The commitment to follow Christ as a priest requires the best training possible. "To serve the Church as Christ intends, Bishops and priests need solid and continuing formation, which should provide opportunities for human, spiritual and pastoral renewal as well as courses on theology, spirituality and the human sciences" (Ecclesia in Asia, 43). Candidates for the priesthood must understand as fully as possible the Mystery they will celebrate and the Gospel they will preach. To be applauded are the initiatives you have already taken to ensure that your institutes of priestly formation reach the high standards of education and training necessary for todayís clergy, and I encourage you to continue this endeavour, ensuring that those called will be truly prepared to act "in the name and in the person of him who is Head and Shepherd of the Church" (Pastores Dabo Vobis, 35).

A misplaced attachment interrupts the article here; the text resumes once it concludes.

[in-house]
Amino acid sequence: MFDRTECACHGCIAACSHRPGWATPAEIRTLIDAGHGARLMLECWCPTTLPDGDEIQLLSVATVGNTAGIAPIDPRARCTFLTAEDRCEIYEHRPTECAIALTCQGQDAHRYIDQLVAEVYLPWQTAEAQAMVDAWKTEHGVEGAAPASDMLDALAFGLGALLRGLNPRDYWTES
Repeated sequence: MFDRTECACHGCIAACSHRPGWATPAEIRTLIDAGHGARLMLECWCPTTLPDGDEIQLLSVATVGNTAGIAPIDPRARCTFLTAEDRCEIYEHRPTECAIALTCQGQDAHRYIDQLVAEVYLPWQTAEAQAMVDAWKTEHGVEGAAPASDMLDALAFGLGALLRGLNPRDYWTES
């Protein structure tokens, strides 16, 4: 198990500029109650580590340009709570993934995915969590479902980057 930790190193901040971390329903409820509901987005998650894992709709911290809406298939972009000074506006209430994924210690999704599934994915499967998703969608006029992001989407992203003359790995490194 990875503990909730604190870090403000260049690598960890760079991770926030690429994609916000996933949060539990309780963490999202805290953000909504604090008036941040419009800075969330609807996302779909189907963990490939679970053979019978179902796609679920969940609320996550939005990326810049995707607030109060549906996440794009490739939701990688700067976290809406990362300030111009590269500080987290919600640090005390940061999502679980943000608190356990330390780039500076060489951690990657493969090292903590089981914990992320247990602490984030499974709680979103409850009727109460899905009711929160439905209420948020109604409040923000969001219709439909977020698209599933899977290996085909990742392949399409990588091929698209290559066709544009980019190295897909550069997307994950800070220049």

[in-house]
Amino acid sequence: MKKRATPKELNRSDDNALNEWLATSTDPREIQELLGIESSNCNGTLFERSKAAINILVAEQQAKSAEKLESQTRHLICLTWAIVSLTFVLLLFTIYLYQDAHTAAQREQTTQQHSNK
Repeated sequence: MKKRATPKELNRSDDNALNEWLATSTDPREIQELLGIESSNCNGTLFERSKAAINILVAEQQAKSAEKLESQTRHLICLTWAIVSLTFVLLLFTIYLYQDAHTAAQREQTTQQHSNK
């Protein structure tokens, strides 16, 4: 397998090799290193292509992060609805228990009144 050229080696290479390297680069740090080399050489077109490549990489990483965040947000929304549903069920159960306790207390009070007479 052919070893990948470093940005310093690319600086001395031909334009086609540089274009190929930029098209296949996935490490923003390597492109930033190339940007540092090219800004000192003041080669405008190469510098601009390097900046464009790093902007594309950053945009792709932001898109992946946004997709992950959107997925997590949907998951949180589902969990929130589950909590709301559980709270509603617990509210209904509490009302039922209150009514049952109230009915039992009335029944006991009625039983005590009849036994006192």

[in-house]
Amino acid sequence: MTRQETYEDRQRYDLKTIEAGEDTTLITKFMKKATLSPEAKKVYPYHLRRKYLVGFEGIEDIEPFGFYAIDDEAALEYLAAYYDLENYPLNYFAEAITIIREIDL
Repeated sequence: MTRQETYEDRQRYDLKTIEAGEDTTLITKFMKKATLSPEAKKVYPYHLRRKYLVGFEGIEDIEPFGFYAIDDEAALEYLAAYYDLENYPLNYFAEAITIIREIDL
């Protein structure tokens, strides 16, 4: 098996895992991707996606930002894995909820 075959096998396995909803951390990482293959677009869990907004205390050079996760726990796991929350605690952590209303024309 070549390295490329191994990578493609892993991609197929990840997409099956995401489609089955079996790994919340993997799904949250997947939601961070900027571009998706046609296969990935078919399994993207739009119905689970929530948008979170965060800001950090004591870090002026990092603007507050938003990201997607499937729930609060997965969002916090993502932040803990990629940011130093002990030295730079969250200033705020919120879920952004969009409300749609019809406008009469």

4. Through the Body and Blood of Christ the Church is granted the spiritual power necessary to spread the Good News. "The Eucharist thus appears as both the source and the summit of all evangelization, since its goal is the communion of mankind with Christ and in him with the Father and the Holy Spirit" (Ecclesia de Eucharistia, 22). As Bishops, you are well aware that every Diocese is responsible for primary evangelization and for the continuing formation of the laity. In India, as in many other countries, much of this work is done by catechists. These workers in the Lordís vineyard are much more than teachers. Not only do they educate people in the tenets of faith, but they also perform so many other duties which are integral to the mission of the Church. These include: working with people in small groups; assisting with prayer services and music; preparing the faithful to receive the sacraments, most especially the sacrament of marriage; training other catechists; burying the dead and, in many cases, helping the priest with the day to day administration of the parish or outstation. In order to be effective in this apostolate, catechists require not only adequate preparation but also the knowledge that their Bishops and priests are there to offer them the spiritual and moral support necessary for the effective transmission of the word of God (cf. Catechesi Tradendae, 24, 63, 64).